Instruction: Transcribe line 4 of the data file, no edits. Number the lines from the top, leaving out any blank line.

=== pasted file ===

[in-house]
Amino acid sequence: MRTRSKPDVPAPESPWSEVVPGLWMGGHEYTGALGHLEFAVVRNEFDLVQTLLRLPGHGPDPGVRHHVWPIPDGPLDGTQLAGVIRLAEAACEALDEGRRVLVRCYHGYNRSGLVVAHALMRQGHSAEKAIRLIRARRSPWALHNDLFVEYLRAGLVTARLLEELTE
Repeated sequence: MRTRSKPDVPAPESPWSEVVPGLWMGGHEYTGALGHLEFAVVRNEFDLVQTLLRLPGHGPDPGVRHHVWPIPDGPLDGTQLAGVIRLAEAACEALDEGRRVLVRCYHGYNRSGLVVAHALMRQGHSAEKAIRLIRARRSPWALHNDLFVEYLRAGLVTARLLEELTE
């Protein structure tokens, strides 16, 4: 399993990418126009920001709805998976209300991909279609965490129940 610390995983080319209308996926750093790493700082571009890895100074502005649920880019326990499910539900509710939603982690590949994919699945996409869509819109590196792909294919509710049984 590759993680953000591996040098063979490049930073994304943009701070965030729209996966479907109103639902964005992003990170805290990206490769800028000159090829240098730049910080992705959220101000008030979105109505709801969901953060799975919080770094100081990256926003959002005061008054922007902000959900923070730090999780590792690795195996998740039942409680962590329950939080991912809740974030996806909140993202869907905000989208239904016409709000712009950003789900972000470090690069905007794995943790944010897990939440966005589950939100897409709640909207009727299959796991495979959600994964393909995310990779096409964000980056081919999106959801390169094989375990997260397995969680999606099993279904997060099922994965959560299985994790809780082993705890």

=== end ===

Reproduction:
């Protein structure tokens, strides 16, 4: 399993990418126009920001709805998976209300991909279609965490129940 610390995983080319209308996926750093790493700082571009890895100074502005649920880019326990499910539900509710939603982690590949994919699945996409869509819109590196792909294919509710049984 590759993680953000591996040098063979490049930073994304943009701070965030729209996966479907109103639902964005992003990170805290990206490769800028000159090829240098730049910080992705959220101000008030979105109505709801969901953060799975919080770094100081990256926003959002005061008054922007902000959900923070730090999780590792690795195996998740039942409680962590329950939080991912809740974030996806909140993202869907905000989208239904016409709000712009950003789900972000470090690069905007794995943790944010897990939440966005589950939100897409709640909207009727299959796991495979959600994964393909995310990779096409964000980056081919999106959801390169094989375990997260397995969680999606099993279904997060099922994965959560299985994790809780082993705890």